At the time, telegraph law dictated that once a message was started, it could not be interrupted. Cox later returned to the telegraph office and transmitted his story. He scooped his reporting colleagues as they had to wait for Cox to yield the line.
So I immediately began wondering where I could get a hard line. The Library of Congress was right behind me. But now it was closed off. I thought of friends who lived on Capitol Hill. But who knew where they were. I wondered about local pubs like Tortilla Coast and Bullfeathers.
And then I thought of St. Peter's church, located just steps from the Cannon House Office Building and behind one of the Library of Congress Buildings. If I could get to an open phone line, I could call in details.
I took off in a sprint.
Arriving at St. Peter's, I discovered that the quake shook loose some sizable chunks of bricks and mortar from the church. A stone cross was perched at the top of the building, above the main entrance. The quake broke the cross free and it plunged to the ground, pulverized by concrete steps below. I then discovered Lynn Freeman, the rectory manager, standing in the doorway. I introduced myself and asked if I could use her phone. Freeman was happy to help and showed me to her office. That's where I first dialed into the FOX Business Network for a couple of hits, then FOX News and two sessions with FOX News Radio.
Had it not been for the kindness of Freeman, who knows how I would have gotten through. She even offered me a glass of water as sweat dripped off my forehead and onto my notes as I sat at her desk.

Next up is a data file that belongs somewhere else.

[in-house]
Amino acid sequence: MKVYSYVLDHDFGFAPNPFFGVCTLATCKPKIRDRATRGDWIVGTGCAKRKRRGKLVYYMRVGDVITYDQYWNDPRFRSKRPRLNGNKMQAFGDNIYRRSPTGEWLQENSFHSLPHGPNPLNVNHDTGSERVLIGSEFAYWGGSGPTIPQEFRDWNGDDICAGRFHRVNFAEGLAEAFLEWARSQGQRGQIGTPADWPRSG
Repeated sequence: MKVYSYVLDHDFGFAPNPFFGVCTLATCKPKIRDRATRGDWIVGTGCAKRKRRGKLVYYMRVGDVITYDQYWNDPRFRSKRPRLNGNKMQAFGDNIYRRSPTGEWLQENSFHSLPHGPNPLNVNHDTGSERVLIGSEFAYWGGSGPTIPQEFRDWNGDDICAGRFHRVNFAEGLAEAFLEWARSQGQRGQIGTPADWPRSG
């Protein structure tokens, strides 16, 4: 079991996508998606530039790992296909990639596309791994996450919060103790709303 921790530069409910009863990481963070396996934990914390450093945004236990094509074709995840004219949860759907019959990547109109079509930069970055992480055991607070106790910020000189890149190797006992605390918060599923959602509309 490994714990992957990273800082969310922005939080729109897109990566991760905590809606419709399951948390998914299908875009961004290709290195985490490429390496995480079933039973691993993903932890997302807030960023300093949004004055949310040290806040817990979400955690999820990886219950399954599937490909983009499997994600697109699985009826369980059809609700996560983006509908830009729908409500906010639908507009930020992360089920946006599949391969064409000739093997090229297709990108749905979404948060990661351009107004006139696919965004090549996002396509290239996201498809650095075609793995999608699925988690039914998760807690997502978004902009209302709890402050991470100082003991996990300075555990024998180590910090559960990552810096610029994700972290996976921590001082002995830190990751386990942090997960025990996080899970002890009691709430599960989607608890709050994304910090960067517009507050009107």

I then asked Freeman if I could check out the scene and return to use the line again (an old James M. Cox trick). Freeman was happy to oblige. I owe her and St. Peter's big time.
The U.S. Capitol Police gradually re-opened various buildings of the Capitol complex over the next several hours. One could spot a few splotches of plaster, paint and tile that cascaded from the ceiling of the Capitol Rotunda and littered the floor. Most of the debris fell on the southwest side, pock marking the floor between the statues of Alexander Hamilton and Ulysses Grant. Some plaster also broke free in Statuary Hall, the old House chamber.
The damage was minimal. People soon realized the quake wasn't catastrophic. But the traffic was awful. Police still had the Capitol garages locked down. And many Congressional staffers couldn't even return to their offices to retrieve their things until structural assessments were complete late Tuesday evening.
The brain works Socratically. It's a process of elimination. It ticks through a litany of possibilities as to what to do.
So the aides couldn't go home. They couldn't go back to their offices. So many members of the Congressional tribe began exploring their options.
In this case, the options were called Lounge 201, Hawk ‘n' Dove and The Dubliner.
Just a few of Capitol Hill's many watering holes.